TaxProf Blog

Editor: Paul L. Caron, Dean
Pepperdine University School of Law

Saturday, January 21, 2006

Spotlight_1_1Richard Winchester (Thomas Jefferson)

        • A.B. 1984, Princeton
        • J.D. 1992, Yale



Winchester_1A tax professor both by accident and by design, I have unconsciously prepared for this line of work ever since high school.

Unlike many of my classmates at Princeton, I had only a vague idea of what I wanted to do when I grew up. I found myself one of the few students admitted to the undergraduate program at the Woodrow Wilson School of Public and International Affairs, giving me the freedom to take virtually any social science course in the university. The liberal arts course of study equipped me with the strong writing and analytical skills that I now know are indispensable to any legal scholar.

Trained in college to be a generalist, I took a job as a management trainee in the home office of Prudential Insurance. Next, I helped design and manage the credit card program for Chrysler’s consumer finance unit. Thinking the next logical step was to get an MBA, I applied to Stanford Business School. It, wisely, took a pass. But the background in business and finance serves me whenever I need to help students understand a commercial transaction and the tax issues it might raise.

I got interested in practicing law after becoming active in local political circles, where I got to know attorneys for the first time. Yale Law School permitted me to study law in a way that was comparable to the liberal arts program that appealed to me as a college student. Initially thinking I wanted to be a civil rights litigator, I took a heavy dose of courses in constitutional and anti-discrimination law. I also joined the Yale Law & Policy Review, where I served as editor-in-chief. But summer jobs at civil rights law firms made me question whether I was cut out to be a civil rights soldier. Nevertheless, the education and experience helped sensitize me to the social justice implications of tax policy.

I decided to practice tax law a year or two after clerking for Chief Justice Robert N.C. Nix, Jr., of the Pennsylvania Supreme Court. That was when I was at the Philadelphia law firm of Wolf, Block, Schorr and Solis-Cohen, whose tax group is largely responsible for the strong reputation the firm enjoys. A few tax assignments permitted me to appreciate the critical role that tax attorneys play in structuring virtually every commercial transaction. In addition, despite having taken only one tax course in law school, I seemed to have a natural aptitude for the technical rules, which I enjoyed applying in creative and constructive ways.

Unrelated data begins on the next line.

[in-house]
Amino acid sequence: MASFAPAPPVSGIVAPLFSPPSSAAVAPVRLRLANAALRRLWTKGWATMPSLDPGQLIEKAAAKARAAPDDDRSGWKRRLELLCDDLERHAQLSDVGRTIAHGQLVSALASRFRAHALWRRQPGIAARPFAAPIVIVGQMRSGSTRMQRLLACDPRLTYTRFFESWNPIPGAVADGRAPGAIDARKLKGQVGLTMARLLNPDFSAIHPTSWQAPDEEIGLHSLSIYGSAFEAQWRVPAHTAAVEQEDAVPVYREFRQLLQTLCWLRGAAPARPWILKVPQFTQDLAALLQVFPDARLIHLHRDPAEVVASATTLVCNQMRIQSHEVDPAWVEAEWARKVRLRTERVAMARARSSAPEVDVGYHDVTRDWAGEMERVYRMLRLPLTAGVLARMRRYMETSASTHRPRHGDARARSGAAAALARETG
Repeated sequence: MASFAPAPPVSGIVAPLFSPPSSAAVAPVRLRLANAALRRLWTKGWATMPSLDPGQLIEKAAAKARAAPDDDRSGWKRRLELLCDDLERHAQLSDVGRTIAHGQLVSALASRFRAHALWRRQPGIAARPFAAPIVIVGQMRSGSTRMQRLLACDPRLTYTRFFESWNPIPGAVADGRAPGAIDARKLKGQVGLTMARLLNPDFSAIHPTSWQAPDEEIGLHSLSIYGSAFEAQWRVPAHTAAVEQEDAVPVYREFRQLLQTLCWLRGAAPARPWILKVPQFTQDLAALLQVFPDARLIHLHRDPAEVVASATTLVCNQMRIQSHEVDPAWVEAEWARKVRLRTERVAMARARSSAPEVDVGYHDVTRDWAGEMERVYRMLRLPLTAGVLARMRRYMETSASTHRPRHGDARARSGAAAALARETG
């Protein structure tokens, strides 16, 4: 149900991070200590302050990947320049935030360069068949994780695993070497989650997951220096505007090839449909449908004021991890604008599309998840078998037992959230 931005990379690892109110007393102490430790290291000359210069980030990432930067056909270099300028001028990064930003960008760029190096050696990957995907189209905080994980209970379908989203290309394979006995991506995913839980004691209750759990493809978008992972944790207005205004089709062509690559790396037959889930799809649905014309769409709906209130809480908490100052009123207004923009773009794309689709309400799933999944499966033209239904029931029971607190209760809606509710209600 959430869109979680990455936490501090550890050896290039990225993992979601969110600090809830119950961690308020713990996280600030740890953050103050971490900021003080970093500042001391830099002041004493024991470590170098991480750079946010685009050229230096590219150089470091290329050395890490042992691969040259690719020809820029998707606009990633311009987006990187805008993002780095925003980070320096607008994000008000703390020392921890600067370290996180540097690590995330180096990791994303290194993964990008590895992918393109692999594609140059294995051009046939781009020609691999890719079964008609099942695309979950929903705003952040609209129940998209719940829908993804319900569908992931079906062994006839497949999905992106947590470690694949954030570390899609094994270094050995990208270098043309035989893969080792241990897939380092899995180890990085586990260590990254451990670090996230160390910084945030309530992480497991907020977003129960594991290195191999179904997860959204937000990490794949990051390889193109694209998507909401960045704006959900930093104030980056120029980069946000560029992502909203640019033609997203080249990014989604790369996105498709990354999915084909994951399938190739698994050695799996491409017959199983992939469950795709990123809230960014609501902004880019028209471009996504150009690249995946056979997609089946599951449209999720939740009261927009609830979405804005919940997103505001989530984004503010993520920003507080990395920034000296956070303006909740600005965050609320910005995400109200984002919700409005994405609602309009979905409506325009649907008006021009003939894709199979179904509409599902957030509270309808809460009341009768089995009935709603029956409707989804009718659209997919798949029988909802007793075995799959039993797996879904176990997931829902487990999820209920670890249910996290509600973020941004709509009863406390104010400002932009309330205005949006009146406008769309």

I moved from Philadelphia to Washington, DC, to work for the tax and employee benefits firm then known as Groom & Nordberg, where I got my first exposure to international tax planning. That experience advising insurance and financial services clients prepared me to do international tax and structured finance work at Burt, Staples & Maner. I left that seven-attorney tax boutique to join megafirm PricewaterhouseCoopers, where I advised both domestic and foreign clients as an international tax attorney in its national tax office. The extended exposure to foreign tax systems helped sharpen my ability to function as a tax scholar who must think critically about U.S. tax law and policy.

The idea of teaching entered my mind after I left PwC. As part of a solo consulting practice, I did some writing and contract teaching. Energized by the work, I applied for faculty positions through the AALS recruitment process and accepted the job I now hold at Thomas Jefferson School of Law in San Diego. My teaching load includes federal income tax, corporate and partnership tax, and international tax. Each course stimulates me in a different way. I am also completing a research project on employment taxes, an area I have discovered to be a rich source of issues for scholarly study. I can’t imagine being any happier than I am now.

I play the piano whenever most people would watch TV, a legacy of growing up in New Orleans with two professional musicians as parents. Taught in the classical style by my mother, I began studying the instrument around the same time I learned my ABC’s. I can remember winning a city-wide competition at least once. There were also a few tournaments whose participants included now famous Harry Connick, Jr. (I can’t recall ever beating him.) My interest in playing music blossomed after I started college, when I had a roommate who adorned our dorm suite with an upright. Now I have a baby grand of my own occupying a space that most guys would reserve for a big screen TV. I’ve been trying to learn the elements of jazz, using Oscar Peterson as my model.

I also amuse myself by swimming. I took on the sport after college as a way to pass the time (before I got my own piano). But it quickly became a competitive endeavor, driving me to enter ocean swims wherever I could find them. At first, my conquests were confined to races in the Atlantic Ocean and the Gulf of Mexico. Now that I live in California, I have begun to test the waters of the Pacific. The waves are bigger and the water is cooler. But it’s nothing I can’t handle.

Each Saturday, TaxProf Blog shines the spotlight on one of the 700+ tax professors in America's law schools. We hope to help bring the many individual stories of scholarly achievements, teaching innovations, public service, and career moves within the tax professorate to the attention of the broader tax community. Please email me suggestions for future Tax Prof Profiles. For prior Tax Prof Profiles, see here.

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